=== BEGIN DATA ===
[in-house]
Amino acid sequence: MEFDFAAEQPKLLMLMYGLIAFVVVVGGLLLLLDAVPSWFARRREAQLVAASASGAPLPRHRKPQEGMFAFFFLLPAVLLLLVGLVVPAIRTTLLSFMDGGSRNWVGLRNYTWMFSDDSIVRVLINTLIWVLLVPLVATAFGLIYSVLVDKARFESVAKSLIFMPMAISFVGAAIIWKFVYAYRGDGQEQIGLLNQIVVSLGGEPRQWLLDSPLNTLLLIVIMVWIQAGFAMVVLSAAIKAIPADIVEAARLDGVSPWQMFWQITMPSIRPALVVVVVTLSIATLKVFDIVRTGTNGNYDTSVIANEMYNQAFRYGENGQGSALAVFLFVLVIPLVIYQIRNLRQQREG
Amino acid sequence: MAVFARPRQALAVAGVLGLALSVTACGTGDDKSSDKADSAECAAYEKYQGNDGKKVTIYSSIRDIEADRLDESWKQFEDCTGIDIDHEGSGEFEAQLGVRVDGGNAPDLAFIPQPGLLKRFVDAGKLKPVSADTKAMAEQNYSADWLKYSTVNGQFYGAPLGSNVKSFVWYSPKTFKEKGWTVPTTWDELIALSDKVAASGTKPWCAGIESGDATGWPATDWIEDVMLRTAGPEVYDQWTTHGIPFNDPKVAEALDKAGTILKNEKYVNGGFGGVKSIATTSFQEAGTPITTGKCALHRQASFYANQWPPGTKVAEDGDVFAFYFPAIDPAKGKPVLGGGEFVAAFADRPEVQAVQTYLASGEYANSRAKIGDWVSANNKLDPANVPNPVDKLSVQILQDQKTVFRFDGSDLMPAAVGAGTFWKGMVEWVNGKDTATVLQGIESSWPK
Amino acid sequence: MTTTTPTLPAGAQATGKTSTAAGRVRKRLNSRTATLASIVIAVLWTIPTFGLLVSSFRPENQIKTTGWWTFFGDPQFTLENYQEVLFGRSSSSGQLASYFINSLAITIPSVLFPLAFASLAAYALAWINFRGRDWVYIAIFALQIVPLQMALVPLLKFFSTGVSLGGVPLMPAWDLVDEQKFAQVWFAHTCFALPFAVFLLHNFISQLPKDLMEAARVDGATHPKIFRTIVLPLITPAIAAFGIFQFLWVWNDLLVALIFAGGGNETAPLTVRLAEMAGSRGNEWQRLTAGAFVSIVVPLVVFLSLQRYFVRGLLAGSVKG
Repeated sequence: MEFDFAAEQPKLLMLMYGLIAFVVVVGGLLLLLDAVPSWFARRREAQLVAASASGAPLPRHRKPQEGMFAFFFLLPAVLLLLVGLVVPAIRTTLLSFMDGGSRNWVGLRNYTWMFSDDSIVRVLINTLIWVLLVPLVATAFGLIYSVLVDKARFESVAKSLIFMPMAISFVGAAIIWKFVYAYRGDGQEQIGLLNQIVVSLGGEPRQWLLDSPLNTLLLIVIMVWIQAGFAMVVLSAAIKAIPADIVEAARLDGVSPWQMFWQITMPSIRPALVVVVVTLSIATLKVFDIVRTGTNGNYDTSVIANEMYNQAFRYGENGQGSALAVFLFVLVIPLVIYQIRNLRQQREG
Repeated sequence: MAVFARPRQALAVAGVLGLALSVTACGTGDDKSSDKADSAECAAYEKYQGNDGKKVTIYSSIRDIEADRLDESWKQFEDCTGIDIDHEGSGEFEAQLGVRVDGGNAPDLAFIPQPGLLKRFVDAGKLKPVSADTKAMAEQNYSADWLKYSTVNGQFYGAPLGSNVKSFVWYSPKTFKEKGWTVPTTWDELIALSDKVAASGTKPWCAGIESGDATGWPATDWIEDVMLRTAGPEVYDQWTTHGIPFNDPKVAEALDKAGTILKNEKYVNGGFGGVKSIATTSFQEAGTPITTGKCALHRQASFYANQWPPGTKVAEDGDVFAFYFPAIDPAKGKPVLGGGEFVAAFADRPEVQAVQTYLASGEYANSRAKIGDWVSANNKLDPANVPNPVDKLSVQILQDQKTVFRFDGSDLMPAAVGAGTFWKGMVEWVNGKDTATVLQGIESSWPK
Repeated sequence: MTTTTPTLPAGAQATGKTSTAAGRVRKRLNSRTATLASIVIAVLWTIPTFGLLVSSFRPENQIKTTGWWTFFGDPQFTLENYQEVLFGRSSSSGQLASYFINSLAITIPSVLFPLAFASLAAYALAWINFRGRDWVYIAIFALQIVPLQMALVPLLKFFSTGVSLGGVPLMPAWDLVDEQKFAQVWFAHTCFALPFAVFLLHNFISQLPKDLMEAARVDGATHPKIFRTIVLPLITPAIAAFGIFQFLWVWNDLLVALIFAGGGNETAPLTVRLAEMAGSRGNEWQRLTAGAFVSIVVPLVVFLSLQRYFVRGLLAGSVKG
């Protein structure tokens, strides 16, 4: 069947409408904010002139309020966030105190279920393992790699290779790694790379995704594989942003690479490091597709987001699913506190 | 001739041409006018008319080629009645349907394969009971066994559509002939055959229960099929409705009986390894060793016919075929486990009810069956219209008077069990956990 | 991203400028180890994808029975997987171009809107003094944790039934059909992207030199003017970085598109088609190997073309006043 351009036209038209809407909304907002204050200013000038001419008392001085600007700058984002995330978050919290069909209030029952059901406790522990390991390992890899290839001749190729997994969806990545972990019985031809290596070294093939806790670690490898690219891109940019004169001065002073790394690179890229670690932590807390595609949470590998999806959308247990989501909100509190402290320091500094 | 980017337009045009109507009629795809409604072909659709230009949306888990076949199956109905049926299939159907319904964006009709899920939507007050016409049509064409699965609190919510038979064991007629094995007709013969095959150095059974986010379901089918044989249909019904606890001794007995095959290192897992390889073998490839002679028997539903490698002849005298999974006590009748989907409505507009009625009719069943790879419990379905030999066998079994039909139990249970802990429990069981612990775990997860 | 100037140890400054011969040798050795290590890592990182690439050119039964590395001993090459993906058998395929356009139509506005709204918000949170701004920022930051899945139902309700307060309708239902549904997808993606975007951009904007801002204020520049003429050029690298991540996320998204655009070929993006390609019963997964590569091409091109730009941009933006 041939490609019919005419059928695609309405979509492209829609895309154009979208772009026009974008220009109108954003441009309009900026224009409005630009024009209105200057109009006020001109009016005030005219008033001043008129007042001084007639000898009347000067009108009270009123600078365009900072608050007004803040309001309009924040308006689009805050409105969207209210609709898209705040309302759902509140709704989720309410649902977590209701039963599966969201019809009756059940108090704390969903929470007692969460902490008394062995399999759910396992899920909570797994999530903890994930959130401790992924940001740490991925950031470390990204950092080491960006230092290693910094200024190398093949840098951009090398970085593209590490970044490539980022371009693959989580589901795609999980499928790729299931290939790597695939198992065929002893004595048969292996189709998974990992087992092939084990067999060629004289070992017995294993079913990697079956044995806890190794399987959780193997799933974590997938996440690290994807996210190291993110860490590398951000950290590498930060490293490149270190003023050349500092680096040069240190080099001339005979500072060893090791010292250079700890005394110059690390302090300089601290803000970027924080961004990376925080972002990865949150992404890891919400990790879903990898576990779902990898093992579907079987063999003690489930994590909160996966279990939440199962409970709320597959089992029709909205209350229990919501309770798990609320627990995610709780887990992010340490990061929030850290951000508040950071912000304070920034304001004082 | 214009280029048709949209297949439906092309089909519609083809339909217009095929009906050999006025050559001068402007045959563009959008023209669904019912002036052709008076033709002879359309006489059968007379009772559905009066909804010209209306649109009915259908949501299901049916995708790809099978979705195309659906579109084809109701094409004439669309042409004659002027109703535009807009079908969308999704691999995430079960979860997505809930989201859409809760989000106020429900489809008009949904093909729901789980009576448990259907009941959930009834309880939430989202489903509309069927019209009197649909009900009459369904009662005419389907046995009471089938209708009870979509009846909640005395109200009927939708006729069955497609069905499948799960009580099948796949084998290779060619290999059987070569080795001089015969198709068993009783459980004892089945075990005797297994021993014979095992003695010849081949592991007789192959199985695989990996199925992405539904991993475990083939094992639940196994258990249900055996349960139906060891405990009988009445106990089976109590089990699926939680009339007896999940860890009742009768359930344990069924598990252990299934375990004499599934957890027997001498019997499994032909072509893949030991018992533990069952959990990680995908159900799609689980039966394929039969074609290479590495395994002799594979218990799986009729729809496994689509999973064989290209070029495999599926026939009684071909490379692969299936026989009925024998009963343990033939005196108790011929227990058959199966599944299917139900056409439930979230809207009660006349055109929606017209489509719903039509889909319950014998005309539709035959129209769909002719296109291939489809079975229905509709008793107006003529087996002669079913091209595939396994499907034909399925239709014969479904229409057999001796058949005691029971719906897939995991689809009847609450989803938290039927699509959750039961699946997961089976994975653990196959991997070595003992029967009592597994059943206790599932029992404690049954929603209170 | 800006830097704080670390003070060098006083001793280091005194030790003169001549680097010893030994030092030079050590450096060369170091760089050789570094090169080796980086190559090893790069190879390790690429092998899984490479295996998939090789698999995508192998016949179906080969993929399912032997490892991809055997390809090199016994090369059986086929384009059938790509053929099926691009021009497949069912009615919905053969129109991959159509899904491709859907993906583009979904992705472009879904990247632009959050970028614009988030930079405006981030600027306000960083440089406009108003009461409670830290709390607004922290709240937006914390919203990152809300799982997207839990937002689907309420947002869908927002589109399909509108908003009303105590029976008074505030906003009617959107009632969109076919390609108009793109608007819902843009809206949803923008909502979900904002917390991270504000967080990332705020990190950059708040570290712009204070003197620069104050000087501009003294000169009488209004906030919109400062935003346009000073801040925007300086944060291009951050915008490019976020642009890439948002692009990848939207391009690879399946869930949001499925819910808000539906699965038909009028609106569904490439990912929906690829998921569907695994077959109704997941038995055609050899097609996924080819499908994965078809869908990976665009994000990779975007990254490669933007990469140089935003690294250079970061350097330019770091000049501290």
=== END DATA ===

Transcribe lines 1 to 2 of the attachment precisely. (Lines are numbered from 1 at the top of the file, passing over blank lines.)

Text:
[in-house]
Amino acid sequence: MEFDFAAEQPKLLMLMYGLIAFVVVVGGLLLLLDAVPSWFARRREAQLVAASASGAPLPRHRKPQEGMFAFFFLLPAVLLLLVGLVVPAIRTTLLSFMDGGSRNWVGLRNYTWMFSDDSIVRVLINTLIWVLLVPLVATAFGLIYSVLVDKARFESVAKSLIFMPMAISFVGAAIIWKFVYAYRGDGQEQIGLLNQIVVSLGGEPRQWLLDSPLNTLLLIVIMVWIQAGFAMVVLSAAIKAIPADIVEAARLDGVSPWQMFWQITMPSIRPALVVVVVTLSIATLKVFDIVRTGTNGNYDTSVIANEMYNQAFRYGENGQGSALAVFLFVLVIPLVIYQIRNLRQQREG